The R Street Institute published its first research project as an independent institution today, a report card of the insurance regulatory environments in each of the 50 states. The report card builds on a series of annual reports my colleague Eli Lehrer previously conducted for the Heartland Institute’s Center on Finance, Insurance and Real Estate, and we plan to make it one of our flagship annual reports as well.
U.S. Supreme Court Justice Louis Brandeis noted in a 1932 decision that, under the U.S. system of federalism, “a single courageous state may, if its citizens choose, serve as a laboratory; and try novel social and economic experiments without risk to the rest of the country.” As the largest and most important U.S. industry still primarily regulated at the state level, insurance offers these laboratories of democracy a host of potential controlled experiments. Our reading of the data suggests that the best outcomes for consumers and businesses alike — competitive markets, small residual markets, expansive consumer choice — can be found in states that demonstrate a commitment to limited, effective and efficient government.
Many conservative and free-market groups understandably focus on the “limited” part of that equation. And we agree that it is a terribly important consideration. Several of the variables in our report deal with the levels of pricing freedom that the various states grant to insurers, particularly in the areas of homeowners and private passenger auto insurance. States that permit markets to set rates based on evaluations of risk, including through the use of credit and territorial information, were rewarded. States that maintained stringent prior approval rating systems or imposed significant restrictions on underwriting freedom were penalized. States also were penalized where property and casualty insurance has proven to be a hot button political issue, and where the “desk drawer rules” are applied in ways that are less than fully transparent and predictable.
But the “effective” and “efficient” parts of the equation are equally important, and often get overlooked. While we think insurance markets are largely self-regulating, there are crucial roles for state governments to play in protecting consumers. That’s why we evaluated states’ prowess at monitoring solvency, as judged by how well they’ve kept up with their duties to perform financial examinations of domestic companies and by the relative size of the outstanding claims obligations of domestic companies in run-off, supervision, conservation, receivership, and liquidation. We also looked at how well states are policing insurance fraud, by devoting sufficient staff to investigate fraud, establishing separate criminal fraud units and empowering investigators as officers of the peace.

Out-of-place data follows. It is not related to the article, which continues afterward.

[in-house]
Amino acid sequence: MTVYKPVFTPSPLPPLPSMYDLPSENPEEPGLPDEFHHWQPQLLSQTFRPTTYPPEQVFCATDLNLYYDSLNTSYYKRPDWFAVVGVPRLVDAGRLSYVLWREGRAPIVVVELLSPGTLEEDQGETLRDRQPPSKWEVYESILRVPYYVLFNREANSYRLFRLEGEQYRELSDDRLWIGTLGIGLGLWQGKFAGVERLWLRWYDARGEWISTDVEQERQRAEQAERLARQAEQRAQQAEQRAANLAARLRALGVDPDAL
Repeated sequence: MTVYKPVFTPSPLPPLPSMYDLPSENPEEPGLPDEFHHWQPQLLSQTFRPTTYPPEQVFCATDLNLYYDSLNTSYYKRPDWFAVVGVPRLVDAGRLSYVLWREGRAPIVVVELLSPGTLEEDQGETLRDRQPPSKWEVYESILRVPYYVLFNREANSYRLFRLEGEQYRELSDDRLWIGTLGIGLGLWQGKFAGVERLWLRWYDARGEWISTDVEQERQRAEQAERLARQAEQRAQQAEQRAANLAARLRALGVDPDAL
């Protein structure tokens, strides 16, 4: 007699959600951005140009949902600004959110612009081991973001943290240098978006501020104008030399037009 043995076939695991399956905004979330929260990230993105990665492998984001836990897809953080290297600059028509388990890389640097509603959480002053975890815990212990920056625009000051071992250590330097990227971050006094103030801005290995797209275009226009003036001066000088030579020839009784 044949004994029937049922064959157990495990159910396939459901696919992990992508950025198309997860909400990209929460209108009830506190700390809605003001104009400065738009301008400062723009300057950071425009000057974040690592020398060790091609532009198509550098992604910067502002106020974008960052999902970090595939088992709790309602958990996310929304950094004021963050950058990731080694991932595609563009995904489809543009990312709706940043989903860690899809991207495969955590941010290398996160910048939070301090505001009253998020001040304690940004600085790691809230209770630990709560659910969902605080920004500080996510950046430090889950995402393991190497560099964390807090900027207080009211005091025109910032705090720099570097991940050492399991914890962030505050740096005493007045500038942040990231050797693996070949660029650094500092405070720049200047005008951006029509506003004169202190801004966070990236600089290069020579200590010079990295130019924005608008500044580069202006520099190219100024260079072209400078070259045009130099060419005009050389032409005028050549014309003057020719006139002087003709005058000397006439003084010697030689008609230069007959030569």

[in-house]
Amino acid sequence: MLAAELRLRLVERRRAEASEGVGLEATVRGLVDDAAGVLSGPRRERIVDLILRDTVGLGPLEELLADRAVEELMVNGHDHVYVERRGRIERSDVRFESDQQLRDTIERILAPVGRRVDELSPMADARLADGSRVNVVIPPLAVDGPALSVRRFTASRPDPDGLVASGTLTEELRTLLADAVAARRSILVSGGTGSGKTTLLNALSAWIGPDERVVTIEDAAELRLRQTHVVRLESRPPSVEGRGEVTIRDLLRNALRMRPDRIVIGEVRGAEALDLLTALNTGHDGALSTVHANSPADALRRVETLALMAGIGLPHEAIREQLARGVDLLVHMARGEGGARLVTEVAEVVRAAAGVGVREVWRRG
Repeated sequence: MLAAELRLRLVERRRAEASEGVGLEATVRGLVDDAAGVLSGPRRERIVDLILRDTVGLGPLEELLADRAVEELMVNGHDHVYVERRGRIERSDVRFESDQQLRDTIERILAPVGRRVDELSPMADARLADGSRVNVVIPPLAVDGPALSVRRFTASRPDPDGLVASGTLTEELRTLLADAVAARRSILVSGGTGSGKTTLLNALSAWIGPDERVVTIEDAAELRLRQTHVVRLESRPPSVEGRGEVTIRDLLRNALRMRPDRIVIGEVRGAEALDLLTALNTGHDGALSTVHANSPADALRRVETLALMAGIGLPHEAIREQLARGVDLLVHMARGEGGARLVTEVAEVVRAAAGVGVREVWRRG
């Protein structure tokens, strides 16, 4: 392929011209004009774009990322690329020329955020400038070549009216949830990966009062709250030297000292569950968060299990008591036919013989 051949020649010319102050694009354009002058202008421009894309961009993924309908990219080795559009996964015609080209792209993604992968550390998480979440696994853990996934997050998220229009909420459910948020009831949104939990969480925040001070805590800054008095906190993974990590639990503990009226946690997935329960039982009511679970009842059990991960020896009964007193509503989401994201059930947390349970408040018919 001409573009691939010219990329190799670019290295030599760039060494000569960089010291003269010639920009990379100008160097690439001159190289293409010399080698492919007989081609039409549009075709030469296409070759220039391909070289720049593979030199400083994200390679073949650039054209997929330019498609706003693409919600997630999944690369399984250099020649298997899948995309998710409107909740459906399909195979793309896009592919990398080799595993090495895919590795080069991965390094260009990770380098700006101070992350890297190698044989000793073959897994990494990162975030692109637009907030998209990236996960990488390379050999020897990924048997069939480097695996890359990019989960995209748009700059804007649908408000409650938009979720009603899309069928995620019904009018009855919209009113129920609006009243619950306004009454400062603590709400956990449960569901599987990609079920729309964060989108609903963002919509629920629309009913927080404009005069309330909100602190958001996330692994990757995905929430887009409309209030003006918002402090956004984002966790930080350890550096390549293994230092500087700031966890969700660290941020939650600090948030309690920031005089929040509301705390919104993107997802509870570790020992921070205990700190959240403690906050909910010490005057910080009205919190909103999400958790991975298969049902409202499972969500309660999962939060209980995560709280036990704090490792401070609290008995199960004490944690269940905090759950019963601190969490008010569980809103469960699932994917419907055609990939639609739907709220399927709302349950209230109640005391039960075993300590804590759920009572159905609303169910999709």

In addition to recognizing insurance departments that do their jobs well, we also rewarded those who do it efficiently. Of the $18.58 billion states collected from the insurance industry in 2010, only 6.7 percent of that total was spent on insurance regulation. Much of that is due to state and local premium taxes, which, like other sales taxes, go into states’ general fund. But even the regulatory fees and assessments paid by insurers to the states were roughly double the amount spent on insurance regulation, with that “regulatory excess” amount to $1.24 billion of hidden taxes that get passed on to insurance consumers. In the report card, we judged states based both on the overall tax and fee burden placed on insurance markets, as well as penalizing states that diverted excess revenues from regulatory fees and assessments to patch other holes in state budgets.
Based on the metrics we used, Vermont, Illinois and Ohio had the best property and casualty insurance regulatory environments in the U.S. this year, all rating more than two standard deviations above the mean. The best state, Vermont, scored 26 out of a maximum possible score of 55. Only one state, Florida, received a failing grade, falling more than two standard deviations below the mean. Other states falling more than one standard deviation below the mean include Alaska, Michigan, New York, California, Massachusetts and Texas.
Overall, in 2011 and early 2012, we saw continued modest trends toward greater consumer and business freedom in the homeowners and automobile insurance markets, as well as real efforts in some states to scale back, or otherwise place on more sound financial footing, residual insurance markets and state-run insurance entities. Those are positive trends, and we hope this report card encourages other states to move forward in that direction over the next year.